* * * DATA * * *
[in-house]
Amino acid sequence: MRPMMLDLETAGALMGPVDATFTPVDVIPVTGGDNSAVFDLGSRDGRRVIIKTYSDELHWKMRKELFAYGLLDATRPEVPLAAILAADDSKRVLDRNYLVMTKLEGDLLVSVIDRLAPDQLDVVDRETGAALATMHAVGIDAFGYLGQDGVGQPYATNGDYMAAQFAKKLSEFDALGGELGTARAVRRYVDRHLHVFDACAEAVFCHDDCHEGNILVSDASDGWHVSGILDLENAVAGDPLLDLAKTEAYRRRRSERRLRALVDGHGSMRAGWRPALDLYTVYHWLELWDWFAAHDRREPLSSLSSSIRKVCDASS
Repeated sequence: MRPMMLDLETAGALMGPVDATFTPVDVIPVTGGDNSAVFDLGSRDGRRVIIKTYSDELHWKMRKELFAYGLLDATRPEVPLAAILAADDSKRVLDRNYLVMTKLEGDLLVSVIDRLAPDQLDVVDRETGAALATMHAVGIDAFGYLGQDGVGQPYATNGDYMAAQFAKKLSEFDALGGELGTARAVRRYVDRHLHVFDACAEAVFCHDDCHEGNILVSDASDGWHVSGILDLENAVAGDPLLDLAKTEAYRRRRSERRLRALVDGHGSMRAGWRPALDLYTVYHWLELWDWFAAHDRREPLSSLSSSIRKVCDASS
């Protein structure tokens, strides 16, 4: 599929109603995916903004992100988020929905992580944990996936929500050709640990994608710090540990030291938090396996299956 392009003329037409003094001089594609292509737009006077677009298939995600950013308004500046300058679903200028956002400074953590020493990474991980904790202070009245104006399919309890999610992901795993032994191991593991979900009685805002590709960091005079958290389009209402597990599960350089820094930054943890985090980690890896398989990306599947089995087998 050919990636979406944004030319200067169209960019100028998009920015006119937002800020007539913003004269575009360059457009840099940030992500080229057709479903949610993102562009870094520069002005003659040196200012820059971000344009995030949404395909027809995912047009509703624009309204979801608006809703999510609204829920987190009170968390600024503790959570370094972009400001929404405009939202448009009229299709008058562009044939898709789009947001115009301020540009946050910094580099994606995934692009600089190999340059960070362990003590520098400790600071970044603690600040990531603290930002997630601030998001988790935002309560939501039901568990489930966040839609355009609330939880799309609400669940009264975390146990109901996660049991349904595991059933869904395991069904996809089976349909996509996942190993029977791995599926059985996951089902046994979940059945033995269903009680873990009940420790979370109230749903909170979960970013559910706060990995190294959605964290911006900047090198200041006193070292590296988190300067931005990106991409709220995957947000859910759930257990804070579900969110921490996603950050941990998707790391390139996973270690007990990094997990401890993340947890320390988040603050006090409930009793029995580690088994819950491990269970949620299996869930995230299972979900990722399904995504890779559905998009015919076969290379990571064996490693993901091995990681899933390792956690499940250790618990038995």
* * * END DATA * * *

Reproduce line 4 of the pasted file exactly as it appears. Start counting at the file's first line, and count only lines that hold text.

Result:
């Protein structure tokens, strides 16, 4: 599929109603995916903004992100988020929905992580944990996936929500050709640990994608710090540990030291938090396996299956 392009003329037409003094001089594609292509737009006077677009298939995600950013308004500046300058679903200028956002400074953590020493990474991980904790202070009245104006399919309890999610992901795993032994191991593991979900009685805002590709960091005079958290389009209402597990599960350089820094930054943890985090980690890896398989990306599947089995087998 050919990636979406944004030319200067169209960019100028998009920015006119937002800020007539913003004269575009360059457009840099940030992500080229057709479903949610993102562009870094520069002005003659040196200012820059971000344009995030949404395909027809995912047009509703624009309204979801608006809703999510609204829920987190009170968390600024503790959570370094972009400001929404405009939202448009009229299709008058562009044939898709789009947001115009301020540009946050910094580099994606995934692009600089190999340059960070362990003590520098400790600071970044603690600040990531603290930002997630601030998001988790935002309560939501039901568990489930966040839609355009609330939880799309609400669940009264975390146990109901996660049991349904595991059933869904395991069904996809089976349909996509996942190993029977791995599926059985996951089902046994979940059945033995269903009680873990009940420790979370109230749903909170979960970013559910706060990995190294959605964290911006900047090198200041006193070292590296988190300067931005990106991409709220995957947000859910759930257990804070579900969110921490996603950050941990998707790391390139996973270690007990990094997990401890993340947890320390988040603050006090409930009793029995580690088994819950491990269970949620299996869930995230299972979900990722399904995504890779559905998009015919076969290379990571064996490693993901091995990681899933390792956690499940250790618990038995």